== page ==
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Optics Express

Optics Express

  • Editor: Michael Duncan
  • Vol. 12, Iss. 19 — Sep. 20, 2004
  • pp: 4608–4613
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Finite difference time domain study of high efficiency photonic crystal superprisms

Toshihiko Baba, Takashi Matsumoto, and Manabu Echizen  »View Author Affiliations


Optics Express, Vol. 12, Issue 19, pp. 4608-4613 (2004)
http://dx.doi.org/10.1364/OPEX.12.004608


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Abstract

Input and output boundaries of a photonic crystal (PC) are optimized so that the superprism exhibits low insertion loss. It is shown that projected-airhole and half-circular airhole interfaces achieve transmission loss of 0.3 dB and 1.0 dB, respectively, for small and large incident angles of light against normal to boundaries. The finite-difference time-domain simulation shows that a low loss is essentially realized by a periodic phase modulation of the incident beam by the interfaces. It also demonstrates the clear steering of collimated light beam with varying wavelength. The enhancement of angular dispersion is also demonstrated by a PC composed of a dispersive medium.

© 2004 Optical Society of America

Fig. 1 Contour plots of eigen frequency (thin black curve), incident angle (thick gray curve) and resolution parameter (thick black curve) of 2D PC in a triangular lattice rotated by 45°. (a) S-vector prism. Resolution parameter of > 30 is omitted. (b) k-vector prism with 45° output end. Black region indicates air lightcone when the structure is airbridge PC slab.

Fig. 2 Light transmission characteristics of S-vector prism. (a) Light intensity distribution for PC without special interfaces. (b) That with projected airhole interfaces. (c) Dependence of insertion loss on angle of projections. (d) Dependence on normalized frequency a/λ.

Figure 2(a) shows the light intensity distribution obtained by the FDTD simulation, when input and output ends have no special interfaces and the Gaussian beam is excited outside of the PC. The 1/e 2 width of the beam is fixed to 20a, which satisfies the above angular divergence condition. At the input end, light is reflected almost perfectly, and very weak intensity enters the PC, exhibiting the negative refraction of the S-vector prism. Due to additional reflection at the 0° output end, light output is hardly observed. In many calculations, we noticed that the result is strongly dependent on θin. For example, for θin = 25°, the insertion loss decreases up to 2.4 dB. However, light exhibits the positive refraction in the PC, which is not the operation expected as an S-vector prism. This implies that the interface must be optimized individually for the target incident angle and Bloch wave. In principle, however, the interface should act as a phase modulator which compensates the field mismatch. Based on this concept, we considered a projected airhole interface for θin = 10°, as shown in Fig. 2(b). Here, projections are oriented in the opposite direction against the incident beam, i.e. θpr = 20°, and their length b is set to be 1.97a. These are critical conditions under which the incident beam uniformly suffers the phase shift from each projection without duplication. Figure 3 shows magnified field profiles at input interfaces with different θpr. It is clearly observed that the optimum θpr gives an adequate modulation to the phase front so that the internal light is smoothly excited. Consequently, the insertion loss is drastically reduced and the clear negative refraction is observed. The lowest loss is 0.5 dB (0.25 dB/interface) when θpr = 20°, as shown in Fig. 2(c). This loss value is attractive even when the prism is considered as a simple diffraction grating. A loss of < 1 dB is maintained for b/a = 1.8 - 2.3 and in a wide spectral range of a/λ = 0.286 - 0.301, as shown in Fig. 2(d). Figure 4(a) demonstrates the beam steering of the S-vector prism with the optimized interface. The beam divergence at a/λ = 0.275 is caused by a small bend of the frequency contour. Except for this, clear steering of the collimated beam is observed. In the range of a/λ = 0.272 - 0.299, the beam steering angle Δθc is 16°, as shown by the solid line in Fig. 4(b). This value almost agrees with that expected from the wavelength sensitivity parameter ∂θc /∂(a/λ) in the dispersion analysis [7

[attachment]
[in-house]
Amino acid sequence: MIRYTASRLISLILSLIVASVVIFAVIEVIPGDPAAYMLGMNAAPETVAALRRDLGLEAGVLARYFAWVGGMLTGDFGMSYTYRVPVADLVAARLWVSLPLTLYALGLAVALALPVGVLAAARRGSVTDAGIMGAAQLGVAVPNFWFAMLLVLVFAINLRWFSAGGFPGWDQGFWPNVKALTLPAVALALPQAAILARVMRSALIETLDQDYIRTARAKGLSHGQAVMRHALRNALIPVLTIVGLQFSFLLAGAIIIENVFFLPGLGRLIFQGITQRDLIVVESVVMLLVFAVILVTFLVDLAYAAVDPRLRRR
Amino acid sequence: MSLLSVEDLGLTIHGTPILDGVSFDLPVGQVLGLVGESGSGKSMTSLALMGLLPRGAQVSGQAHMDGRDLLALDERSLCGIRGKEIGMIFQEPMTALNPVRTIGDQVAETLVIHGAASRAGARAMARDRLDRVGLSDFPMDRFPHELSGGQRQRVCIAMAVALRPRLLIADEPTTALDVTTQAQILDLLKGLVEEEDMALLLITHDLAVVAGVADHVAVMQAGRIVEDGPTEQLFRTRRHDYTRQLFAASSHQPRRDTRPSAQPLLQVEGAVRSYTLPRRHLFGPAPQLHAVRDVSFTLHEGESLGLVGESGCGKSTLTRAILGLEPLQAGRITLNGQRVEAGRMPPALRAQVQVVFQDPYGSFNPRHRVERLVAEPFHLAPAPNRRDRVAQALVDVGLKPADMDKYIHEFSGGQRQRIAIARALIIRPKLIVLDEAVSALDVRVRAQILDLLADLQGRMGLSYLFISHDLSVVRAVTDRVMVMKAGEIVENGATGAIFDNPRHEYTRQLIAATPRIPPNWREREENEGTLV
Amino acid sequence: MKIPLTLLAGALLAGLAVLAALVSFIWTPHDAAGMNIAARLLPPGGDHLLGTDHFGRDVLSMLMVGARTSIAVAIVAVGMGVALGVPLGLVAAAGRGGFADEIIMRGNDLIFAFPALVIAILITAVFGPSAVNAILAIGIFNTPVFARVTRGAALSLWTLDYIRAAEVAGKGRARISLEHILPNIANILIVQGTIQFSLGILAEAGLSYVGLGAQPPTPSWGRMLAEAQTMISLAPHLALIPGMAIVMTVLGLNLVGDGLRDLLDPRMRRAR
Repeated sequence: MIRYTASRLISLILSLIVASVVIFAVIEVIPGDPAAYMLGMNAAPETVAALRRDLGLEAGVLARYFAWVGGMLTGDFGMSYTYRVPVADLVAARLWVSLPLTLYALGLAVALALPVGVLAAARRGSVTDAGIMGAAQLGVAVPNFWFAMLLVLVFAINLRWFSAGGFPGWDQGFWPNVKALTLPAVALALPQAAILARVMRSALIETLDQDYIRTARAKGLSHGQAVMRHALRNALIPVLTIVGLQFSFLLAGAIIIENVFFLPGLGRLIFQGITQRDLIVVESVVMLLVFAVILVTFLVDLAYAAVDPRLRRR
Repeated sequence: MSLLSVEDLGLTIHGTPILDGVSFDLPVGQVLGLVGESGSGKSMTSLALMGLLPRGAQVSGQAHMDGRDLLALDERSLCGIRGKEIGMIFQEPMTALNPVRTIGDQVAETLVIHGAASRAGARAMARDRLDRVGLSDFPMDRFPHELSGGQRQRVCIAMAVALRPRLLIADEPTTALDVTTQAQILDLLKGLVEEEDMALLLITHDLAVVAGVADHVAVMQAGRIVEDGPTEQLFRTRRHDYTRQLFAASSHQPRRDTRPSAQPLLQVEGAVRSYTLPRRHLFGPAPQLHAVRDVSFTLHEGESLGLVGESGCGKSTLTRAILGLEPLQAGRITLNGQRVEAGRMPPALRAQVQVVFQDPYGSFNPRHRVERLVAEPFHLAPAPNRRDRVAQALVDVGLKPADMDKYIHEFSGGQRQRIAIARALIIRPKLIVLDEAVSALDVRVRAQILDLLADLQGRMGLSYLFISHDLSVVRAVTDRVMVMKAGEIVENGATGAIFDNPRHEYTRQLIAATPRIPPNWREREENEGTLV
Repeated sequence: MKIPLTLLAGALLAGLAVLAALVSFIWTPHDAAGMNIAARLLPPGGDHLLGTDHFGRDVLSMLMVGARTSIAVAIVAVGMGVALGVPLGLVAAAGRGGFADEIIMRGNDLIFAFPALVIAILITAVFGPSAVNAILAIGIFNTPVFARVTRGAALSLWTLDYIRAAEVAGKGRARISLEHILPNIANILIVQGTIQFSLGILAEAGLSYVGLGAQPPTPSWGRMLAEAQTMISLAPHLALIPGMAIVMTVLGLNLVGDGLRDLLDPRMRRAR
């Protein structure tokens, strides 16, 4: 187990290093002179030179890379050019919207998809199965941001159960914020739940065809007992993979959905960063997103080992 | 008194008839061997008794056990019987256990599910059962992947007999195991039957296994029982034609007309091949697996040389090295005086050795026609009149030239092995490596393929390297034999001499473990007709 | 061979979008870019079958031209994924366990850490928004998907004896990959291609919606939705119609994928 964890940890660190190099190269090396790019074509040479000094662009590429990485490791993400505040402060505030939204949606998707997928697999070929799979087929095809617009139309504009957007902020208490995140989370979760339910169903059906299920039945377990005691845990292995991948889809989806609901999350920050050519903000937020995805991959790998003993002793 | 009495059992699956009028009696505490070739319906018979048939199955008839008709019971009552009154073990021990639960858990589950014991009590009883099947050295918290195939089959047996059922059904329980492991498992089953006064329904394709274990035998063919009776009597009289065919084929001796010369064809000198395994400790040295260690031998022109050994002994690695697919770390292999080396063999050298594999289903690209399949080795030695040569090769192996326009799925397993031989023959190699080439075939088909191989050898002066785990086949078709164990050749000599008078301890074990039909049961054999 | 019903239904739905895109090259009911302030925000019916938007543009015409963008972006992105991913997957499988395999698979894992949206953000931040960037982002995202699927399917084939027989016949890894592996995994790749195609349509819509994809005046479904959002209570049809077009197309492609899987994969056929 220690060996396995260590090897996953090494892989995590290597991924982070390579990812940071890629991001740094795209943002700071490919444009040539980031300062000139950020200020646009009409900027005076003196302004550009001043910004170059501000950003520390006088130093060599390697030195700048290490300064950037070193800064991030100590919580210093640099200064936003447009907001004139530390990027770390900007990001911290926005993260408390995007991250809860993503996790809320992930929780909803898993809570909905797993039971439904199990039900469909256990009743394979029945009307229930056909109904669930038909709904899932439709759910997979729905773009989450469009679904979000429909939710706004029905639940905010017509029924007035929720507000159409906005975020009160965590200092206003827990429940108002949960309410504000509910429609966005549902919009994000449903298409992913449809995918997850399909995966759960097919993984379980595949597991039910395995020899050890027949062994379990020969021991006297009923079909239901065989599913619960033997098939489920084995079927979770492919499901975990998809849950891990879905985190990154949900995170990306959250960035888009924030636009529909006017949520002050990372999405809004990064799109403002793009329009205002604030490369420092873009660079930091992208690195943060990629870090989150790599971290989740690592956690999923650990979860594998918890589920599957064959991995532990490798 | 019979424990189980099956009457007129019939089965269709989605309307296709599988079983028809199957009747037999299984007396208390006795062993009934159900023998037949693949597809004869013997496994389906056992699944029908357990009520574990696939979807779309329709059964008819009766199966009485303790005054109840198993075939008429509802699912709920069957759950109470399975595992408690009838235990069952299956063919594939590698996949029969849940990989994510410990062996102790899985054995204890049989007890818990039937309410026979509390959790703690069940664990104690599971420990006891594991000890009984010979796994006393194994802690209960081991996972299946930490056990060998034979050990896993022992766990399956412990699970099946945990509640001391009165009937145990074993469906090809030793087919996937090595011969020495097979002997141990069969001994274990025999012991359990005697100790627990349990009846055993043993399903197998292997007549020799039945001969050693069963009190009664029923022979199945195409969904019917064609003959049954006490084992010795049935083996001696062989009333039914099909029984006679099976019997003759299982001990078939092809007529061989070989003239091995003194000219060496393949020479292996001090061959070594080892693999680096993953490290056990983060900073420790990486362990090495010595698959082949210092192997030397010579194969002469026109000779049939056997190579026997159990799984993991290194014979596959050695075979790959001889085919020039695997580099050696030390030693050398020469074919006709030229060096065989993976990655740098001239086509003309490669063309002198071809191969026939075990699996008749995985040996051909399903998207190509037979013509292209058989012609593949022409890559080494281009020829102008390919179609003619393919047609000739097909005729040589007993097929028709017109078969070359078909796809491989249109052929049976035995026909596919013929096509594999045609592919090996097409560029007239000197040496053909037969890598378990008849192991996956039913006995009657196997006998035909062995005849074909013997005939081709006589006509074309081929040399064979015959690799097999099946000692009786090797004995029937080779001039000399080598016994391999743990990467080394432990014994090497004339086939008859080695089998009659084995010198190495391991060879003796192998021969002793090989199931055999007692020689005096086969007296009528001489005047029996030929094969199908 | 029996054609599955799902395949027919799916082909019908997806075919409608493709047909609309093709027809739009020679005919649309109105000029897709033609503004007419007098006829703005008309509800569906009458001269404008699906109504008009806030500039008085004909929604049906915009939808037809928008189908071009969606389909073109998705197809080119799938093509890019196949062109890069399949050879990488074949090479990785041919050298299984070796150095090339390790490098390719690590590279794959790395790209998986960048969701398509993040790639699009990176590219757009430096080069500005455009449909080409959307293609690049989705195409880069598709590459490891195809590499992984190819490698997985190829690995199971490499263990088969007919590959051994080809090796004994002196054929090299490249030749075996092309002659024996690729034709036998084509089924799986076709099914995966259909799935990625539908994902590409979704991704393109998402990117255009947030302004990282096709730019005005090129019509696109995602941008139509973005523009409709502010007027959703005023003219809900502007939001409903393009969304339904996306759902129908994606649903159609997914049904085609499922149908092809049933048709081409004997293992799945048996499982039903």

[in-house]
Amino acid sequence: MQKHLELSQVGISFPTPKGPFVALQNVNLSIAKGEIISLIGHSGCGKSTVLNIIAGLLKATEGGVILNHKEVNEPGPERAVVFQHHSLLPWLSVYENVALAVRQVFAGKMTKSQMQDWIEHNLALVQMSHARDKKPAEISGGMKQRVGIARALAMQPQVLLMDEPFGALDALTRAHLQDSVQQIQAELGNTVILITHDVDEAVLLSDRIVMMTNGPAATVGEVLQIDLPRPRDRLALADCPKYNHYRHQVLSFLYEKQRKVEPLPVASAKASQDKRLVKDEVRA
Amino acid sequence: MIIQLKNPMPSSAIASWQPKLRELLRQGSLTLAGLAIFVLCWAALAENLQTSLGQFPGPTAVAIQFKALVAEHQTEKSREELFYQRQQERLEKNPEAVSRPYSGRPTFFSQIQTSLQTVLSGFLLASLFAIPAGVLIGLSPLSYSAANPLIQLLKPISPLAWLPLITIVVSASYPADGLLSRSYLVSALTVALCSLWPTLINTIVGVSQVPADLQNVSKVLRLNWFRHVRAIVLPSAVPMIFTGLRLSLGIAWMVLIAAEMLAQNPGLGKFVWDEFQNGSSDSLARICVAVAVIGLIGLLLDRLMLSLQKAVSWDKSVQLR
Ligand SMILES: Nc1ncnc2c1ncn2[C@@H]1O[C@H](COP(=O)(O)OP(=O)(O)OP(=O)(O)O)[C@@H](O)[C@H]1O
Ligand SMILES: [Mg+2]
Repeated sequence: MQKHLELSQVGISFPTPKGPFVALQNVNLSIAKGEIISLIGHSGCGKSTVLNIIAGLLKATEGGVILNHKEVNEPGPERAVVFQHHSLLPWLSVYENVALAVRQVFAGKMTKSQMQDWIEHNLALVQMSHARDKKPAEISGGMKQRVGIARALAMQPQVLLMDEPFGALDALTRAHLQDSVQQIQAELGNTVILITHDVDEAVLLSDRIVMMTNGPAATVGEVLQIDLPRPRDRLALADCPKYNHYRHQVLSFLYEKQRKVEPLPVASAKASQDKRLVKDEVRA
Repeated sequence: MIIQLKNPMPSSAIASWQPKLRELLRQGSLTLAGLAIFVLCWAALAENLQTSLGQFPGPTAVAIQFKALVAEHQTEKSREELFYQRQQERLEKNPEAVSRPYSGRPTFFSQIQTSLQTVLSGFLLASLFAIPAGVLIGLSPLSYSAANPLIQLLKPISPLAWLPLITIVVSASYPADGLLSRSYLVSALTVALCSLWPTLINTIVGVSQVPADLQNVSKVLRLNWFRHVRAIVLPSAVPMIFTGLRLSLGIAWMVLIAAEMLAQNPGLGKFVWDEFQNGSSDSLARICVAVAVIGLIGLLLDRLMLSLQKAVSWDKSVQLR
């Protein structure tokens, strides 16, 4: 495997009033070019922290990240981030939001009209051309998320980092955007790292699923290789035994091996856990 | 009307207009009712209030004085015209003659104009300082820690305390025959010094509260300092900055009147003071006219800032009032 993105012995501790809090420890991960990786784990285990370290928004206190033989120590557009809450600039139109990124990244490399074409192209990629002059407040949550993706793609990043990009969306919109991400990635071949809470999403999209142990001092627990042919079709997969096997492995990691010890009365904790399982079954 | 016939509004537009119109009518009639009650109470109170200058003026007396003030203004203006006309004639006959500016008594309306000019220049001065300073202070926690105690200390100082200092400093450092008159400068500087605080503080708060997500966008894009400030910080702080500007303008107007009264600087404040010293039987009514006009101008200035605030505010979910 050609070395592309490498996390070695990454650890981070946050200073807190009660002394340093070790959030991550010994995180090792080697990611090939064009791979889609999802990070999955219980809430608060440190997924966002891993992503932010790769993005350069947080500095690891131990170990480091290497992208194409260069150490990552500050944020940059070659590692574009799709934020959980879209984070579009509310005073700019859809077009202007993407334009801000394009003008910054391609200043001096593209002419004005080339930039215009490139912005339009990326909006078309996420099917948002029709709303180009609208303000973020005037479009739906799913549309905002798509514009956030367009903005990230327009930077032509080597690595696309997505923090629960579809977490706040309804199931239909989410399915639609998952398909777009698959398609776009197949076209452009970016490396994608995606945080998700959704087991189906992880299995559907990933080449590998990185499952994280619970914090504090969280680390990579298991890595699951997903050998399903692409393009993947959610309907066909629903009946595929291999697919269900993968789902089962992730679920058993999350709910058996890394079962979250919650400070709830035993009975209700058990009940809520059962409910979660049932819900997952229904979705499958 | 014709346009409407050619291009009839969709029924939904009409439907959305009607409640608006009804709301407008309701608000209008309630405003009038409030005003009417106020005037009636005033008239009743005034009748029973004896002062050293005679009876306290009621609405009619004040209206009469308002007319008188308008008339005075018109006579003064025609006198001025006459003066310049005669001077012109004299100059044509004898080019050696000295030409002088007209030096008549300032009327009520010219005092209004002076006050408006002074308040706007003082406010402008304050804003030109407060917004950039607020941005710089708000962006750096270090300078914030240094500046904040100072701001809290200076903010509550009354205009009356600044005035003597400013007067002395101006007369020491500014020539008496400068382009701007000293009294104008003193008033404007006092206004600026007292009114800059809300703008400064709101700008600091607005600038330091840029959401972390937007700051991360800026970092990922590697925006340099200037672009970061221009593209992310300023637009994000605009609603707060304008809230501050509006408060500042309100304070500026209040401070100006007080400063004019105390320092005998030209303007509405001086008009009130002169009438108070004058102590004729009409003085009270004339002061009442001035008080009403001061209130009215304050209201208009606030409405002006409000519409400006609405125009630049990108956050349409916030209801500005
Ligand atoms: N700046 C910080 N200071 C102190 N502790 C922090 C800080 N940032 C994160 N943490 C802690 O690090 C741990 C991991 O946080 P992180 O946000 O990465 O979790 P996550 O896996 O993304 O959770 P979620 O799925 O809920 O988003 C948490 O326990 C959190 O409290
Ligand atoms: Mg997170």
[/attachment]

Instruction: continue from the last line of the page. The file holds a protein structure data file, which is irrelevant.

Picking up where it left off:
7. T. Baba and T. Matsumoto, “Resolution of photonic crystal superprism,” Appl. Phys. Lett. 81, 2325–2327 (2002). [CrossRef]

].

As a k-vector prism, a structure and light output are considered, as illustrated in Fig. 5(a). A 45° output end is placed on the rear side of the PC so that the internal light dominated by the S-vector prism reaches to this end. The FDTD simulation previously showed that light output occurs in a direction determined by the second Brillouin zone [9

9. T. Matsumoto and T. Baba, “Design and FDTD simulation of photonic crystal k-vector superprism,” IEICE Trans. Electron. E87-C, 393–397 (2004).

]. Such an arrangement of the output end and a direction of light output correspond to assumptions for Fig. 1. The output end is largely inclined against the internal light, so the output beam is expanded to 75a – 150a in width and well collimated. However, the large inclination severely restricts the optimization of the interface. For example, the total insertion loss cannot be lower than 6 dB by the projected airholes, since projections cannot be freely optimized without overlapping. Through trial calculations of many interfaces, we found that half airholes oriented by 60° against normal to the output end gives a low insertion loss of 1.3 dB (~1 dB at the output end). A < 1.5 dB loss is maintained for a/λ = 0.279 - 0.289, and the steering of the collimated beam is observed outside of the PC, as shown in Fig. 5(a). The beam steering angle θout is smaller than that of the S-vector prism, and is comparable to that of the first order grating. However, the expansion of the output beam improves the beam collimation and realizes the higher resolution.